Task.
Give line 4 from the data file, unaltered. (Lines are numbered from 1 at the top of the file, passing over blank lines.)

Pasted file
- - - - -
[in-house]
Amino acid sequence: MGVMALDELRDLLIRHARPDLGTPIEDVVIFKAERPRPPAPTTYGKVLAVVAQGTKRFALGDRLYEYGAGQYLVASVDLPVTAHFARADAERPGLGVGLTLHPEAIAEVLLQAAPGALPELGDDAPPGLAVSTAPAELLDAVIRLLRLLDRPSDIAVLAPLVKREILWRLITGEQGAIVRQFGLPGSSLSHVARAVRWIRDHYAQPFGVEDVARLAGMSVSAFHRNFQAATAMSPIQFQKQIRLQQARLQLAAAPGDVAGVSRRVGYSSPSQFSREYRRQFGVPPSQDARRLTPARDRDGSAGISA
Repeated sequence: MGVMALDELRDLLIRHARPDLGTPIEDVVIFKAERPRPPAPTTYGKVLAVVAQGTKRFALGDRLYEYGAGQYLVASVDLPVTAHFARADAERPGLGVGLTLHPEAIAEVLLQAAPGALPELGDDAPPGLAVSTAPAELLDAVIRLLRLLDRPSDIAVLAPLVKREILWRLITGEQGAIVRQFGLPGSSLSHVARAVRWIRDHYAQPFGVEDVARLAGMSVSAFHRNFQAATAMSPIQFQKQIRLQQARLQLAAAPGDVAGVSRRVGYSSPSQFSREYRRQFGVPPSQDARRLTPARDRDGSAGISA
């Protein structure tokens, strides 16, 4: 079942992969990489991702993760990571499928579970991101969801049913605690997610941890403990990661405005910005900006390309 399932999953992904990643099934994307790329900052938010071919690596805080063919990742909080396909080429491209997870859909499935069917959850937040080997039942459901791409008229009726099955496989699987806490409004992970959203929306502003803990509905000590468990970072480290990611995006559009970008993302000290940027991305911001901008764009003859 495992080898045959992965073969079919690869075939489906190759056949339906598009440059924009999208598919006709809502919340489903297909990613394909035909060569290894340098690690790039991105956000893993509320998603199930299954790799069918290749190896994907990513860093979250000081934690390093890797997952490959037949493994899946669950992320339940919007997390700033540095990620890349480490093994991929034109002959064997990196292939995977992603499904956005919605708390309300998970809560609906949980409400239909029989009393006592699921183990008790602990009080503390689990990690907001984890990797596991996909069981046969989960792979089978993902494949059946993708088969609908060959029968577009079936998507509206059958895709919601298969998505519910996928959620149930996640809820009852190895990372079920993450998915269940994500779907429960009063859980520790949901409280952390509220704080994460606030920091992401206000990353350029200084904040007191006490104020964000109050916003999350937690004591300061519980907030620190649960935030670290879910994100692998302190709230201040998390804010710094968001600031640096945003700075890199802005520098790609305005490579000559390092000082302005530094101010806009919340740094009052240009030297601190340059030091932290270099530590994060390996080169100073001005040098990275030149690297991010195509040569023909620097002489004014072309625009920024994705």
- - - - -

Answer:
């Protein structure tokens, strides 16, 4: 079942992969990489991702993760990571499928579970991101969801049913605690997610941890403990990661405005910005900006390309 399932999953992904990643099934994307790329900052938010071919690596805080063919990742909080396909080429491209997870859909499935069917959850937040080997039942459901791409008229009726099955496989699987806490409004992970959203929306502003803990509905000590468990970072480290990611995006559009970008993302000290940027991305911001901008764009003859 495992080898045959992965073969079919690869075939489906190759056949339906598009440059924009999208598919006709809502919340489903297909990613394909035909060569290894340098690690790039991105956000893993509320998603199930299954790799069918290749190896994907990513860093979250000081934690390093890797997952490959037949493994899946669950992320339940919007997390700033540095990620890349480490093994991929034109002959064997990196292939995977992603499904956005919605708390309300998970809560609906949980409400239909029989009393006592699921183990008790602990009080503390689990990690907001984890990797596991996909069981046969989960792979089978993902494949059946993708088969609908060959029968577009079936998507509206059958895709919601298969998505519910996928959620149930996640809820009852190895990372079920993450998915269940994500779907429960009063859980520790949901409280952390509220704080994460606030920091992401206000990353350029200084904040007191006490104020964000109050916003999350937690004591300061519980907030620190649960935030670290879910994100692998302190709230201040998390804010710094968001600031640096945003700075890199802005520098790609305005490579000559390092000082302005530094101010806009919340740094009052240009030297601190340059030091932290270099530590994060390996080169100073001005040098990275030149690297991010195509040569023909620097002489004014072309625009920024994705």